• WANTED: Happy members who like to discuss audio and other topics related to our interest. Desire to learn and share knowledge of science required as is 20 years of participation in forums (not all true). There are daily reviews of audio hardware and expert members to help answer your questions. Click here to have your audio equipment measured for free!

Silly question, how to merge two coaxial inputs (assuming that one arbitrarly one shall be inactive) ?

Yasser 06

Member
Joined
Dec 4, 2020
Messages
68
Likes
9
Well a coax just carries a digital signal, so i believe that you just get two cables, so indeed its just like a rca but the cable is usually shielded.

So assuming that one have 2 coax inputs that are not active at the same time and only one coax input one may try to use the following elementary solution :
https://www.amazon.com/Monoprice-Digital-Coaxial-Splitter-Adapter/dp/B003L1AGVS#customerReviews
That one if more a splitter, so imagine it with male replacing female and vice-versa (or add 2 male -> female and one female -> male adaptors).

One could as well cut the coax connector merge the 4 wires two by two and insert them into a coax connector.

It should work as long as only one input is active, but if by mistake both are active this could lead to troubles since the amperage at the DAC input will then be twice what it should be , and even when one unit is active and the other plugged but inactive we shall get a potential difference at the output of the inactive unit, i wonder if this could damage it.

Someone post a merger/switch but it cost like 150 dollars if you add the coax option and it is overkill since you get then a switch operating 4 spif and 3 coax with 1 optical out and 1 coax out.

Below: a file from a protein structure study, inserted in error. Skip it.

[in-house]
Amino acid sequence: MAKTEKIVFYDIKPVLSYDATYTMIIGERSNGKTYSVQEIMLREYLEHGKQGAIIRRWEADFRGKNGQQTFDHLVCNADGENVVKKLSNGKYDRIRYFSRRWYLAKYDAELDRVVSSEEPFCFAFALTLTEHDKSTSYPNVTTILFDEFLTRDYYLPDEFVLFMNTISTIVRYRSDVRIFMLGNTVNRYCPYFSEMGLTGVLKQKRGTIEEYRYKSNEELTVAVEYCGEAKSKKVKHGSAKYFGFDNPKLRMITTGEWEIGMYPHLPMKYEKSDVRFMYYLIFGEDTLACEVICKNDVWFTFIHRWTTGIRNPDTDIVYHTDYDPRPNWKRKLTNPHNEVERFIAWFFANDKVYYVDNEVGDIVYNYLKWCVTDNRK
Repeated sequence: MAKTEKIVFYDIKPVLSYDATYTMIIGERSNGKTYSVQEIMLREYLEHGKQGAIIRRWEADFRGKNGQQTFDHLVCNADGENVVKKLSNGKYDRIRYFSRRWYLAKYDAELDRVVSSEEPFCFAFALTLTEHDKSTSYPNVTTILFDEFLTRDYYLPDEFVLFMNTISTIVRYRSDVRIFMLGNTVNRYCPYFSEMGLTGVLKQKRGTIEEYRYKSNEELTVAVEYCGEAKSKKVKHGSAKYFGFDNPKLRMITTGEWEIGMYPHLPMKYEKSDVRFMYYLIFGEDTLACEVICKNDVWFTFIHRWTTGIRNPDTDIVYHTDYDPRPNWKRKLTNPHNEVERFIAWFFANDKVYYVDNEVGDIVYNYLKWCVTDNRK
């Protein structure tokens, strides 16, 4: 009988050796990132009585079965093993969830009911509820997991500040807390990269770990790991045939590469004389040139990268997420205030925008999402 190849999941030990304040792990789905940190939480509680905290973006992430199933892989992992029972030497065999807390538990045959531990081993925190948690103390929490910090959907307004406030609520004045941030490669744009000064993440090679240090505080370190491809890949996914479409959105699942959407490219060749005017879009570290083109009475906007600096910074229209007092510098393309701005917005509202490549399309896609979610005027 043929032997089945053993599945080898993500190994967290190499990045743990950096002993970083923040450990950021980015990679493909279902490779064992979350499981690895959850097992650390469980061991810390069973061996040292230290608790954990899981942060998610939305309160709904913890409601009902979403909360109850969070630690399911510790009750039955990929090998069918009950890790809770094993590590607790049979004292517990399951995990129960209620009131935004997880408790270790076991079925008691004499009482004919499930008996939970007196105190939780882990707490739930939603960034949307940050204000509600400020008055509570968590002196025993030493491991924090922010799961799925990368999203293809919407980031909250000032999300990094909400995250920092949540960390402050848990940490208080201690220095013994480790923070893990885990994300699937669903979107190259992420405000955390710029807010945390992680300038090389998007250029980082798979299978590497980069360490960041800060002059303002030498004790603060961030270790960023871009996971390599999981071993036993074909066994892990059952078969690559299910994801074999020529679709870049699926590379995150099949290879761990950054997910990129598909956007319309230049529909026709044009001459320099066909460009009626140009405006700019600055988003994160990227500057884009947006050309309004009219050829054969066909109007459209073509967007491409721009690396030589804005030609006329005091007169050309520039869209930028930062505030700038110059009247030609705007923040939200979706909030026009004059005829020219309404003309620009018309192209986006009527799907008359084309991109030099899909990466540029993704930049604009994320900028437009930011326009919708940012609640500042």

So any cheap and elementary slution is welcome.
 

DVDdoug

Addicted to Fun and Learning
Joined
May 27, 2021
Messages
867
Likes
1,038
That one if more a splitter, so imagine it with male replacing female and vice-versa (or add 2 male -> female and one female -> male adaptors).
The "good news" is you can find these things in almost any configuration or you can get adapters or cables with a male or female on both ends to "assemble" anything you want.


The bad news is you're not supposed to connect two (or more) outputs together. The output generally has a lower impedance and connecting one output to the other can kill (or greatly reduce) the signal. With regular audio signals we normally use a mixer (even if only one input is active at a time).

It generally is OK to use these things as "splitters" and connect two inputs together, although it could be a problem with these higher frequency 75-Ohm connections.

since the amperage at the DAC input will then be twice what it should be , and even when one unit is active and the other plugged but inactive we shall get a potential difference at the output of the inactive unit, i wonder if this could damage it.
Much-much more than twice but it's unlikely that you'll physically/permanently damage anything.
 
OP
Y

Yasser 06

Member
Joined
Dec 4, 2020
Messages
68
Likes
9
The "good news" is you can find these things in almost any configuration or you can get adapters or cables with a male or female on both ends to "assemble" anything you want.


The bad news is you're not supposed to connect two (or more) outputs together. The output generally has a lower impedance and connecting one output to the other can kill (or greatly reduce) the signal. With regular audio signals we normally use a mixer (even if only one input is active at a time).

It generally is OK to use these things as "splitters" and connect two inputs together, although it could be a problem with these higher frequency 75-Ohm connections.

Much-much more than twice but it's unlikely that you'll physically/permanently damage anything.


Do you know any passive mixer ? ie a Y like in the connector i posted but with a moving part that will connect the bottom bar of the Y exclusively to one of the top bars.
 

solderdude

Grand Contributor
Joined
Jul 21, 2018
Messages
11,410
Likes
25,310
Location
The Neitherlands